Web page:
The Enzo Ferrari Museum, with its racy roof and mystique embodied in the Ferrari name, will draw many visitors to Modena—and not just the automobiles fanatics. “The Museum has all it takes to become a dynamic cultural container able to arouse interest not only among engine enthusiasts but more generally among the younger generations,” says museum director Adriana Zini. “Our hope is that it will become a new symbol of Modenese modernity and identity in Italy and the world, capable of becoming a center of tourist attraction at an international level.”


Key Design Highlights

  • White Barrisol, a semi-transparent PVC membrane, lines the interior walls, allowing the gallery space to be a blank canvas for the cars.
  • Ten horizontal openings in the roof are like the car vents that inspired them. They allow natural light to penetrate the museum interior.
  • The interior is partially below street level. Visitors descend a gently sloping ramp: The experience is analogous to sinking into a driver’s seat.
  • The new, modern building wraps closely around the restored Ferrari house and workshop, where Enzo Ferrari was born and grew up.

Enzo Ferrari Museum
Designers Future Systems + Shiro Studio
Client Fondazione Casa Natale Enzo Ferrari
Where Modena, Italy
What 107,640 total square feet on two floors
Cost/sf $165




Enzo Ferrari Museum

11 June, 2012


Studio Cento29 and Andrea Morgante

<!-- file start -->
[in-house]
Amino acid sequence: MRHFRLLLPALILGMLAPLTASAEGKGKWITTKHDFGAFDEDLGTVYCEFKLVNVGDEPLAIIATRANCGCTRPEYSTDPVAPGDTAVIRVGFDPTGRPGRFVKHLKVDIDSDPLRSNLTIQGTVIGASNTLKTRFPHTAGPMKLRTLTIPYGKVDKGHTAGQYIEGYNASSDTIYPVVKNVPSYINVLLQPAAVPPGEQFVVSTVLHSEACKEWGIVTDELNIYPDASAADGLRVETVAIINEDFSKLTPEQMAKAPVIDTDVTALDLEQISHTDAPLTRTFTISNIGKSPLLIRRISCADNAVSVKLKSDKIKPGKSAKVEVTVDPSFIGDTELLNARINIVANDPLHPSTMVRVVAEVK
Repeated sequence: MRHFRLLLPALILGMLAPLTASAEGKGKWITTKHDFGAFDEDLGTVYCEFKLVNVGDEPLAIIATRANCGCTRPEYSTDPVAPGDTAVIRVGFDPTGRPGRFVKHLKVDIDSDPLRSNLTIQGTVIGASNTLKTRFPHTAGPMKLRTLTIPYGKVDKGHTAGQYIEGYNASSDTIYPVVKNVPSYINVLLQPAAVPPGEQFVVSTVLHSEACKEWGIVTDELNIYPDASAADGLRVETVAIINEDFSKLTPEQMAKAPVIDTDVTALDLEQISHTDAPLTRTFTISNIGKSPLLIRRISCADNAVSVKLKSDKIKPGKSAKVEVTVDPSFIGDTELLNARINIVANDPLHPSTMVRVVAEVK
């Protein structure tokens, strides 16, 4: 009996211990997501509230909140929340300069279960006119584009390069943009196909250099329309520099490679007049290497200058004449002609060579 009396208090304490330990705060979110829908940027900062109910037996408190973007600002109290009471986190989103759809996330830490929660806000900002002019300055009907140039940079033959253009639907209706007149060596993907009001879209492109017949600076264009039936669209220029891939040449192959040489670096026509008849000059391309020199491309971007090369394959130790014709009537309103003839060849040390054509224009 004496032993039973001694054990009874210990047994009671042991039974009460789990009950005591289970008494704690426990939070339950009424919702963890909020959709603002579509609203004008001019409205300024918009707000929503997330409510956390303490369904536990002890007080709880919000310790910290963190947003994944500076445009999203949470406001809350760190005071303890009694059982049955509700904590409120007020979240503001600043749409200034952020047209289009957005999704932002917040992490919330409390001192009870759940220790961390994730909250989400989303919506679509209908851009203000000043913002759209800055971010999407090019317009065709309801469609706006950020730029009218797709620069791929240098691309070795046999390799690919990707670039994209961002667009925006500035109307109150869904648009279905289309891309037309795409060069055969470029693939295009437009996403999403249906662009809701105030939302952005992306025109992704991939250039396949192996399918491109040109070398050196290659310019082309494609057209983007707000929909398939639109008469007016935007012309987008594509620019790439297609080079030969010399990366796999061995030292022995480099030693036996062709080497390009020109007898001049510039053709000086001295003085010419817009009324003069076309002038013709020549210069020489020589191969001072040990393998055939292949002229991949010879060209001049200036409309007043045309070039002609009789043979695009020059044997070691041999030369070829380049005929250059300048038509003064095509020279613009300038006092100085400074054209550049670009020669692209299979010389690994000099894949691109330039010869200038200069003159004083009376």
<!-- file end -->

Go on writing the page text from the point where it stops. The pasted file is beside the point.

Ferraris conjure speed, status, and seduction, so it’s fitting that a museum dedicated to the man behind the automobile evokes such notions through its striking form. However, the new Enzo Ferrari Museum in Modena, Italy, is not a private showroom devoted to the brand. Funded by the city of Modena as a gift to citizens and visitors, the Museum is a testament to the legacy of Motor Valley.

Navigating a complex context
The site for the Museum—near the city’s historic center but also surrounded by industrial developments—is significant because Ferrari was born there in a two-story early 19th century house with an adjoining workshop. The Museum’s program called for the restoration of the house and workshop and the construction of a new building to exhibit a collection of vintage cars including models by Ferrari, Alfa Romeo, Stanguellini, De Tamaso, and Maserati—all manufactured in the area.

The initial shareholders of The Casa di Enzo Ferrari Foundation—the Municipality and Province of Modena, Modena Chamber of Commerce, Ferrari S.p.A., and Automobile Club d’Italia—requested in their brief a museum space that was “capable of transmitting the atmosphere and emotions associated with an heroic era in motoring.” However, they did not want a time capsule, but an eye-catching, contemporary work of architecture.

Jurors of an international competition selected a design by London-based Future Systems. Entitled “Open Hand,” the concept features a new building that responds to the adjacent Ferrari House, rising to approximately the same height and hugging its edge—a blend of history with modernity that is anything but subtle. The founder of Future Systems, Jan Kaplický, died in 2009 after the competition win and the Future Systems office was dissolved. But his associate, Andrea Morgante, now director of Shiro Studio of London, oversaw the completion of the design and its construction.